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John McCain: A Greater Cause

Jeff Campbell

Posted on September 1, 2018 09:08

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“War hero” and “maverick of the Senate” is what I have been hearing most since the death of Senator John McCain, but the most interesting reaction I found was from Vietnam.

The passing of Senator John McCain has prompted an outpouring of reactions, mostly positive memories of his military service or his “maverick” service in the U.S. Senate. President Trump, and the administration, as often is the case, didn’t seem to know how to properly react, so looked foolish as they shifted from a tweet and fluctuating flags to an official response once the pressure mounted.

From a personal standpoint, I always respected John McCain, even when I disagreed with his stances on issues. I also supported his first bid for the presidency but wished he had been maverick enough to go independent, as I was, and still am very much against the mass ineptitude and corruption of the current two-party ruling class establishment. When he didn’t, my interest in his presidential aspirations faded.

There has been a steady flow of condolences from political friends and foes alike, along with pundits who always seemed to like him especially at the end, maybe because of his tussles with President Trump. Amongst these, the story I found most interesting was on the reaction from Vietnam.

According to reporting from the Washington Post, there have been well wishers leaving flowers and incense in a makeshift shrine at a monument that marks the place of his capture in 1967. The government of Vietnam has officially paid its respects, and even retired Vietnamese Col. Tran Trong Duyet, the man who ran the infamous “Hanoi Hilton,” was quoted as being very sad at hearing of the passing of Senator McCain.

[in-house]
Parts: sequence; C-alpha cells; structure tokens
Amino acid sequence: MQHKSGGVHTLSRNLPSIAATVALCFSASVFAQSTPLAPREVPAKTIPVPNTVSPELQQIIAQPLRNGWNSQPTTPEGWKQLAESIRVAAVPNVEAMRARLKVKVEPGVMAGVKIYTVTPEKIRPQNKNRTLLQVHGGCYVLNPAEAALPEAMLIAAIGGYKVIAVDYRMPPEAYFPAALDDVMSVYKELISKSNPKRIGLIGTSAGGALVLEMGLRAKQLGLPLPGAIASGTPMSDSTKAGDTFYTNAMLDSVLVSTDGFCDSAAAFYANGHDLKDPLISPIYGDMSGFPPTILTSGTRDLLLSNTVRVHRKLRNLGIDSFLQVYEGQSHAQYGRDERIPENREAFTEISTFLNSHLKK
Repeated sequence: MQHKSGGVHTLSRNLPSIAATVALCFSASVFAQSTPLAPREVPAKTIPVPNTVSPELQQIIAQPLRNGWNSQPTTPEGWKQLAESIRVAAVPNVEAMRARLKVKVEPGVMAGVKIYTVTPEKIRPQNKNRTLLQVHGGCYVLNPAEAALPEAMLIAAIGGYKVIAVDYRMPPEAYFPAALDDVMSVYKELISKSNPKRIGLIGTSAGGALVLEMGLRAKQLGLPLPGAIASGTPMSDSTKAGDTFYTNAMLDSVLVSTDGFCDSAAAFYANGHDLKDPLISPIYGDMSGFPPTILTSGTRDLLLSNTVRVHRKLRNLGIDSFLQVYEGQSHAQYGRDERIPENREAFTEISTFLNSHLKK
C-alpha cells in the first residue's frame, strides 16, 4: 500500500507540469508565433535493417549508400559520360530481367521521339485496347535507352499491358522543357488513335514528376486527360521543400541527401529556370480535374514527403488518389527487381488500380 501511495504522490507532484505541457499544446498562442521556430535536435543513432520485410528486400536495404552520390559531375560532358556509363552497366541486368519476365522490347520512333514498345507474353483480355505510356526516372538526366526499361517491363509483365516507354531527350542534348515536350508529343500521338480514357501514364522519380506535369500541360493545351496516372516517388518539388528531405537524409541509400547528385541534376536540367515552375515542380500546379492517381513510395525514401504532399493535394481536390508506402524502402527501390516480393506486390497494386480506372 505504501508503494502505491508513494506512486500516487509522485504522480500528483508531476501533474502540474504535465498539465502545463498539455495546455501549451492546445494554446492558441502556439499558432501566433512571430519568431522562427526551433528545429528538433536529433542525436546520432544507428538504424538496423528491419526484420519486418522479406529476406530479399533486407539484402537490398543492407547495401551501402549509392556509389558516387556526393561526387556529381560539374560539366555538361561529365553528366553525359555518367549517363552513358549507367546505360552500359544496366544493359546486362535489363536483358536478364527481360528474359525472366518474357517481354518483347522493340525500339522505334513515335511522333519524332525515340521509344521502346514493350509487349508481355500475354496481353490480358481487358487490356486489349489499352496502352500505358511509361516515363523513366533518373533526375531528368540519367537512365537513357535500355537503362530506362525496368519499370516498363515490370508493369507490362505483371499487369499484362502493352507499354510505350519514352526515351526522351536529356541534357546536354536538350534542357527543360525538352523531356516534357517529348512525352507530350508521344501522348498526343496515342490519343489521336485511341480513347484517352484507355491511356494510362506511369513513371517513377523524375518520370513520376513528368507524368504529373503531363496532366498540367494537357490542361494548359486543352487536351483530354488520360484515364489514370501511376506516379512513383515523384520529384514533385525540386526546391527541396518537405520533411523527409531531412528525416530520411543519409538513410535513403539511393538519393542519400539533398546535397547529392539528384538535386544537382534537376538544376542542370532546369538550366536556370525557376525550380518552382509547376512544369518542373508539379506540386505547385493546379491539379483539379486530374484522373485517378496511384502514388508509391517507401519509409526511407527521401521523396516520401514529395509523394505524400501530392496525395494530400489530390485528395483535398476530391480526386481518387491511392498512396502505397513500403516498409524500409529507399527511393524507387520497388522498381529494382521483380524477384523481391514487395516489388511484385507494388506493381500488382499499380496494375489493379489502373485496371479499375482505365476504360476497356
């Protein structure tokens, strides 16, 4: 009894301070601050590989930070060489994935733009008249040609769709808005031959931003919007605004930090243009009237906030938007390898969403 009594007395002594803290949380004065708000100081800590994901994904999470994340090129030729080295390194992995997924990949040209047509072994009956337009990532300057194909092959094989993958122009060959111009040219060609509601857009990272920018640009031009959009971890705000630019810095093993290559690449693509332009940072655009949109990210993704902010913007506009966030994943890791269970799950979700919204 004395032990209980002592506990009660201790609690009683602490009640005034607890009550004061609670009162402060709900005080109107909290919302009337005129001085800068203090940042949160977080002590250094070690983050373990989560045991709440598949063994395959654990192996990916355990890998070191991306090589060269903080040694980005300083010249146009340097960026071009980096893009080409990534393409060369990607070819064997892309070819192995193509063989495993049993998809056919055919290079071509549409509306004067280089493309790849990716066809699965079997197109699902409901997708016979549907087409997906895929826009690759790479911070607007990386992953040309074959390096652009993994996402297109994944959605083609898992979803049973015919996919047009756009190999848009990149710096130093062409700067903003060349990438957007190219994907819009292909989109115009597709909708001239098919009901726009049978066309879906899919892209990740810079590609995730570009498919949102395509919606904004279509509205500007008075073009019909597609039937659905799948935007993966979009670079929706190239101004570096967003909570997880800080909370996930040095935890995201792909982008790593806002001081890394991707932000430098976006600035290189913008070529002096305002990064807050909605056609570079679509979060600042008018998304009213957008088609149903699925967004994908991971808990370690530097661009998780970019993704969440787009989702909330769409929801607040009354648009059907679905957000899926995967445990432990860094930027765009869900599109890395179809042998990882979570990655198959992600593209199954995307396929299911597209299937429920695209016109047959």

He said that he personally liked him and admired his stubbornness as they argued. For Senator McCain’s part, he had said he did not forgive his captors, not because of what they did to him, but because of what they had done to his fellow prisoners.

This, however, did not stop Senator McCain from becoming one of the biggest advocates of normalizing relations with Vietnam, and he co-sponsored a bill in 1994 with Senator John Kerry to end economic sanctions against Vietnam, which led to greatly improved relations with the country.

It also led to much improved economic conditions within Vietnam and many citizens recognized Senator McCain’s efforts and contributions in helping Vietnam over the years in their condolences at his passing.

Maybe there is a lesson in this small part of the story of John McCain. In a time in politics when it is seemingly not permitted to even talk with those with whom you disagree, without risking swift attacks from your own side, it is worthwhile to think about a man that was held captive and tortured for years by another country.

He was able to accept that working with them was better for his country (his side) and for Vietnam (their side) and for the world. All sides in our current messed up world of politics should take note of this, internalize it and act on it, not simply pay lip service that evaporates as quickly as the last note of taps.

Jeff Campbell

Posted on September 1, 2018 09:08

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Source: Asia Times
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The post John McCain embodies US-Vietnam reconciliation appeared first on Asia Times .

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